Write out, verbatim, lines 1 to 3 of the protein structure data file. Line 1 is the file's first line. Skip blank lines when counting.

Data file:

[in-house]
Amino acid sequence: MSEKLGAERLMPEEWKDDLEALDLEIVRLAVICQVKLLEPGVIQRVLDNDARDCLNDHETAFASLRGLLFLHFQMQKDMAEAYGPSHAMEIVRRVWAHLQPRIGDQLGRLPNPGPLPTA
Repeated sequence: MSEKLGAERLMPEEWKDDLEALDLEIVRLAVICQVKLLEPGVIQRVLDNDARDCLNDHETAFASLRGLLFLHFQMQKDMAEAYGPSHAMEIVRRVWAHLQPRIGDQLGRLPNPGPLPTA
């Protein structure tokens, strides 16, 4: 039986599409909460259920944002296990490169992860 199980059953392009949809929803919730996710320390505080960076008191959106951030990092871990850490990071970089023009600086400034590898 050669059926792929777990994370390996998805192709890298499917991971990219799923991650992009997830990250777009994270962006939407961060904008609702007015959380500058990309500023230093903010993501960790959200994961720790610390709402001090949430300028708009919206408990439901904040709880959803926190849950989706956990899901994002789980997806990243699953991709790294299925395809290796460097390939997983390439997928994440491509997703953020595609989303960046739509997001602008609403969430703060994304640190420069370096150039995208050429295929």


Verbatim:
[in-house]
Amino acid sequence: MSEKLGAERLMPEEWKDDLEALDLEIVRLAVICQVKLLEPGVIQRVLDNDARDCLNDHETAFASLRGLLFLHFQMQKDMAEAYGPSHAMEIVRRVWAHLQPRIGDQLGRLPNPGPLPTA
Repeated sequence: MSEKLGAERLMPEEWKDDLEALDLEIVRLAVICQVKLLEPGVIQRVLDNDARDCLNDHETAFASLRGLLFLHFQMQKDMAEAYGPSHAMEIVRRVWAHLQPRIGDQLGRLPNPGPLPTA